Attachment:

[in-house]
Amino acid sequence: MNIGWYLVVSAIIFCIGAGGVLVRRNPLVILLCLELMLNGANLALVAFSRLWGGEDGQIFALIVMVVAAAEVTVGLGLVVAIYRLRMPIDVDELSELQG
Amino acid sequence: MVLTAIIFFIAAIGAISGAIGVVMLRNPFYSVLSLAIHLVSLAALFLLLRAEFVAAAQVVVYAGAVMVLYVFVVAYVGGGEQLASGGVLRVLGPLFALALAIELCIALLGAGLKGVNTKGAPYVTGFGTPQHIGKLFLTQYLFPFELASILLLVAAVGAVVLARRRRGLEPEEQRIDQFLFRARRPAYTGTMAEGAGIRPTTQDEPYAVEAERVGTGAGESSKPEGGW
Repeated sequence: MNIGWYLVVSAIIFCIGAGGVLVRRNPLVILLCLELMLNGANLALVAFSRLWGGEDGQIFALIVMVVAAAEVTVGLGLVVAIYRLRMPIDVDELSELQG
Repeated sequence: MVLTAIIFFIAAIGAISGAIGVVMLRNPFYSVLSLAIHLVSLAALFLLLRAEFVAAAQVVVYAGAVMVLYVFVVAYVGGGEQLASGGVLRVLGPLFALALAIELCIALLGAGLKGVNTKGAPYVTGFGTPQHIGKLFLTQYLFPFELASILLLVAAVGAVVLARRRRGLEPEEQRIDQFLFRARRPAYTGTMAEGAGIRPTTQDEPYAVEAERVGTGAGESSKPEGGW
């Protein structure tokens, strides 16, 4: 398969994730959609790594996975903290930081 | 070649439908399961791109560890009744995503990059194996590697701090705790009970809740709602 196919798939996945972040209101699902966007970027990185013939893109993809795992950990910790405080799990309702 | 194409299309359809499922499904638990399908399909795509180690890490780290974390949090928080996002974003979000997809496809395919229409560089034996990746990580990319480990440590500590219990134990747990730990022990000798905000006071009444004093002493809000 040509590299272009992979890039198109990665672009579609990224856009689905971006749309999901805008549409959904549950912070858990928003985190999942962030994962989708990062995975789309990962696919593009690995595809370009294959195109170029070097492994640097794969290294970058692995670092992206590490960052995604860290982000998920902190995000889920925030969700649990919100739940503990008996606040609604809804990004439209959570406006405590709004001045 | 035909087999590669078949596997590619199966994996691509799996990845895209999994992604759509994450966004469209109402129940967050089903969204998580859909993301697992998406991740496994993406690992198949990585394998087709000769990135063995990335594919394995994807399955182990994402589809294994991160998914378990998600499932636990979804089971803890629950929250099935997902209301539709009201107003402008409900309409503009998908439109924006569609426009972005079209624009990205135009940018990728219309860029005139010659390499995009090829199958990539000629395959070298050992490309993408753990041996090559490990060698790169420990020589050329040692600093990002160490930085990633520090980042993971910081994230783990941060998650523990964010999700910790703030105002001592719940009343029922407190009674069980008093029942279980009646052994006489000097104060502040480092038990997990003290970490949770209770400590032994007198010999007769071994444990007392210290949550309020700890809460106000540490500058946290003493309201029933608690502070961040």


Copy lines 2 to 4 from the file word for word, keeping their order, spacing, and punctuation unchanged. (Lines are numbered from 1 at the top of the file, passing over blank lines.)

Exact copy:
Amino acid sequence: MNIGWYLVVSAIIFCIGAGGVLVRRNPLVILLCLELMLNGANLALVAFSRLWGGEDGQIFALIVMVVAAAEVTVGLGLVVAIYRLRMPIDVDELSELQG
Amino acid sequence: MVLTAIIFFIAAIGAISGAIGVVMLRNPFYSVLSLAIHLVSLAALFLLLRAEFVAAAQVVVYAGAVMVLYVFVVAYVGGGEQLASGGVLRVLGPLFALALAIELCIALLGAGLKGVNTKGAPYVTGFGTPQHIGKLFLTQYLFPFELASILLLVAAVGAVVLARRRRGLEPEEQRIDQFLFRARRPAYTGTMAEGAGIRPTTQDEPYAVEAERVGTGAGESSKPEGGW
Repeated sequence: MNIGWYLVVSAIIFCIGAGGVLVRRNPLVILLCLELMLNGANLALVAFSRLWGGEDGQIFALIVMVVAAAEVTVGLGLVVAIYRLRMPIDVDELSELQG